class AddCartToOrders < ActiveRecord::Migration[5.0] def change add_reference :orders, :cart, foreign_key: true end end
Now we can create the view.
<% provide(:title, 'Finalize') %> <% provide(:button_text, 'Create order') %> <h1>Please enter your details</h1> <div class="row"> <div class="col-md-6 col-md-offset-3"> <%= render 'form' %></div> </div>
Here I provide the title of the page, a class to the button and render the form, which looks like this:
<%= form_for(@order) do |f| %> <% if @order.errors.any? %> <div id="error_explanation"> <div class="alert alert-danger"> The form contains <%= pluralize(@order.errors.count, "error") %>.</div> <ul> <% @order.errors.full_messages.each do |msg| %> <li><%= msg %></li> <% end %></ul> </div> <% end %> <%= f.label :delivery_address %> <%= f.text_area :delivery_address, rows: 3, cols: 25, class: 'form-control' %> <%= f.label :delivery_type %> <%= f.select :delivery_type, Order::DELIVERY_TYPES, prompt: 'Select a delivery method', class: 'form-control' %> <%= f.label :payment_type %> <%= f.select :payment_type, Order::PAYMENT_TYPES, prompt: 'Select a payment method', class: 'form-control' %> <%= f.hidden_field :user_id, value: current_user.id %> <%= f.hidden_field :cart_id, value: current_cart.id %> <%= f.submit yield(:button_text), class: "btn btn-primary" %> <% end %>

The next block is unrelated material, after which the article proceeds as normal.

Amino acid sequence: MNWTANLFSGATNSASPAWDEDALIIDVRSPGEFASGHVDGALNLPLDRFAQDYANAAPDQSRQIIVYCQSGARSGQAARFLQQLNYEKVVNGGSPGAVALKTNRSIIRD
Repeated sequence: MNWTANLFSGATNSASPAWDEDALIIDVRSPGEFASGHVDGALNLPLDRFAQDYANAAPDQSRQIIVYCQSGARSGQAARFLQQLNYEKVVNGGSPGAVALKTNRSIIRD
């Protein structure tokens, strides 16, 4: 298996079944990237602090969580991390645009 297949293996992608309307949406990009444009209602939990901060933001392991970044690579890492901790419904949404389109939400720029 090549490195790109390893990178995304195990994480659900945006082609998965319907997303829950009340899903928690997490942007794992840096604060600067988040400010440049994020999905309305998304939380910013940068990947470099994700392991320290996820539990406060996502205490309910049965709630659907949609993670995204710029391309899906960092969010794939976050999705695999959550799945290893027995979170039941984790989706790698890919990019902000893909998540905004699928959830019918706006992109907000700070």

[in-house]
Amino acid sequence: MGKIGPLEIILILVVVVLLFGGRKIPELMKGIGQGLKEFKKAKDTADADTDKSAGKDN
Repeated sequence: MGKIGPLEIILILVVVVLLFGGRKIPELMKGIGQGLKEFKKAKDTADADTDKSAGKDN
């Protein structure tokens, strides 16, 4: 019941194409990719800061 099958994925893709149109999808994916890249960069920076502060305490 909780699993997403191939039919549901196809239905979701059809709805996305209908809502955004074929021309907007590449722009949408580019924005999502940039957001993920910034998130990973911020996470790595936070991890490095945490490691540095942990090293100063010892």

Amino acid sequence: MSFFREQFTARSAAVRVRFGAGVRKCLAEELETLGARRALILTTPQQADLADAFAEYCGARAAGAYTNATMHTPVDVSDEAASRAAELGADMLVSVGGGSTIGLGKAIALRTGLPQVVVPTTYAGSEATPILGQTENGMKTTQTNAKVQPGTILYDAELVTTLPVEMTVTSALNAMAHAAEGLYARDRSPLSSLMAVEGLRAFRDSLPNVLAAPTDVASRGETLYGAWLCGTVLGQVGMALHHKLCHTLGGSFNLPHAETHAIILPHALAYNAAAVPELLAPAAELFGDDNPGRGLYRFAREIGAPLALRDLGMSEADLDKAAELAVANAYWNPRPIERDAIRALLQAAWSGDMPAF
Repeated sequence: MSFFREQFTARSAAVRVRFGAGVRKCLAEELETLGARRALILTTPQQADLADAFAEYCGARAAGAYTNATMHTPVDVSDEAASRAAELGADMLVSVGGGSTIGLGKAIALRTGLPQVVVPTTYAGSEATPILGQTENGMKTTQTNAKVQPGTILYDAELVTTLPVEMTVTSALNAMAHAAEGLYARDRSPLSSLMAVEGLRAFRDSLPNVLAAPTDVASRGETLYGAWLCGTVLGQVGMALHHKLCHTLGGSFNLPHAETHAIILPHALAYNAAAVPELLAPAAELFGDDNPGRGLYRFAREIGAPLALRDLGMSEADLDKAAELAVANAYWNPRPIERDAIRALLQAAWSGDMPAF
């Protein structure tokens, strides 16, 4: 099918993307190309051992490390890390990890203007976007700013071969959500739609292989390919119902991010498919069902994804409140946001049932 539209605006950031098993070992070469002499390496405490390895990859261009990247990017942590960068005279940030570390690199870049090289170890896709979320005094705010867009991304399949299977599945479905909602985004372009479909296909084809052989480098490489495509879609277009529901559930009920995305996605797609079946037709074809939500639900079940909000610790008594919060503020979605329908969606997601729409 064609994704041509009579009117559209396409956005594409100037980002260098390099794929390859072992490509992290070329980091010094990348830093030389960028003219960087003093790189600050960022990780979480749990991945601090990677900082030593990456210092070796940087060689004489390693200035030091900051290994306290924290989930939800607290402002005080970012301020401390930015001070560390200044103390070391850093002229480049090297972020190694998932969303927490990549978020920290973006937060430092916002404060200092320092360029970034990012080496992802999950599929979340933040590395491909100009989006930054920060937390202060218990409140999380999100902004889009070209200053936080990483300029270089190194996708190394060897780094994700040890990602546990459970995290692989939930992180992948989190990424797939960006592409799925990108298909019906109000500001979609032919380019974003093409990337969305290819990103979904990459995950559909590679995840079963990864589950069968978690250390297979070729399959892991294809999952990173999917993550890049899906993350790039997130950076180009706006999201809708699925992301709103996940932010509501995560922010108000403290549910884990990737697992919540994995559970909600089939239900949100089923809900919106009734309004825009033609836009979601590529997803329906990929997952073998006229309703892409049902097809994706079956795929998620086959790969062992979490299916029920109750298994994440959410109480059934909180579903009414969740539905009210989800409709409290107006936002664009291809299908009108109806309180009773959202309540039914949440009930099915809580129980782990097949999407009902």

We want to give admin users the ability to add products, view and manage orders so we add the following to our routes.rb
namespace :admin do resources :products resources :orders, only: [:index, :show] root 'products#index' end
This gives us routes under the path /admin/products and /admin/orders which are directed to Admin::ProductsController and Admin::OrdersController.
There are a few things we need to keep in mind for our namespaced controller.
First, Rails expects this controller file to exist in an admin/ folder within app/controllers/ (i.e., at app/controllers/admin/orders_controller.rb).
Second, because the controller is named within the admin namespace, we use the scope resolution operator to define the controller class: